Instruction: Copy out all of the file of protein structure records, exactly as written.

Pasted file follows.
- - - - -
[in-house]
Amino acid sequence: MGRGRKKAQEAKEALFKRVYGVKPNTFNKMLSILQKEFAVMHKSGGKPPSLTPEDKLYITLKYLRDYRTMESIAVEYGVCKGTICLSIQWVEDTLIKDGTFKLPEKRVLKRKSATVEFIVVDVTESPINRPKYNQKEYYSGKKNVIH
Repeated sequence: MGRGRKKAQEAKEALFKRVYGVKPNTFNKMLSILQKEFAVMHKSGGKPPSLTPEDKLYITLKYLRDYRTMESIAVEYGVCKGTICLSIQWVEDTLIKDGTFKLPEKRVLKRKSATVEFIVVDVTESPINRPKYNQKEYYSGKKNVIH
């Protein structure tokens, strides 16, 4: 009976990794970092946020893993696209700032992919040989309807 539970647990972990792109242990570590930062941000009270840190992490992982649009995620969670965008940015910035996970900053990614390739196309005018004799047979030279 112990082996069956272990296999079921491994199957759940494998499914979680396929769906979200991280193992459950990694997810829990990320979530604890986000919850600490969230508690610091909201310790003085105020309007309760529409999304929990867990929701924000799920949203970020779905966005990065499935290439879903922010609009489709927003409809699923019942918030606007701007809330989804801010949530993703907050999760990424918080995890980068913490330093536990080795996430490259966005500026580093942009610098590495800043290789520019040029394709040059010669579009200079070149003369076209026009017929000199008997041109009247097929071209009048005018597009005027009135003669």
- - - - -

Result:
[in-house]
Amino acid sequence: MGRGRKKAQEAKEALFKRVYGVKPNTFNKMLSILQKEFAVMHKSGGKPPSLTPEDKLYITLKYLRDYRTMESIAVEYGVCKGTICLSIQWVEDTLIKDGTFKLPEKRVLKRKSATVEFIVVDVTESPINRPKYNQKEYYSGKKNVIH
Repeated sequence: MGRGRKKAQEAKEALFKRVYGVKPNTFNKMLSILQKEFAVMHKSGGKPPSLTPEDKLYITLKYLRDYRTMESIAVEYGVCKGTICLSIQWVEDTLIKDGTFKLPEKRVLKRKSATVEFIVVDVTESPINRPKYNQKEYYSGKKNVIH
């Protein structure tokens, strides 16, 4: 009976990794970092946020893993696209700032992919040989309807 539970647990972990792109242990570590930062941000009270840190992490992982649009995620969670965008940015910035996970900053990614390739196309005018004799047979030279 112990082996069956272990296999079921491994199957759940494998499914979680396929769906979200991280193992459950990694997810829990990320979530604890986000919850600490969230508690610091909201310790003085105020309007309760529409999304929990867990929701924000799920949203970020779905966005990065499935290439879903922010609009489709927003409809699923019942918030606007701007809330989804801010949530993703907050999760990424918080995890980068913490330093536990080795996430490259966005500026580093942009610098590495800043290789520019040029394709040059010669579009200079070149003369076209026009017929000199008997041109009247097929071209009048005018597009005027009135003669």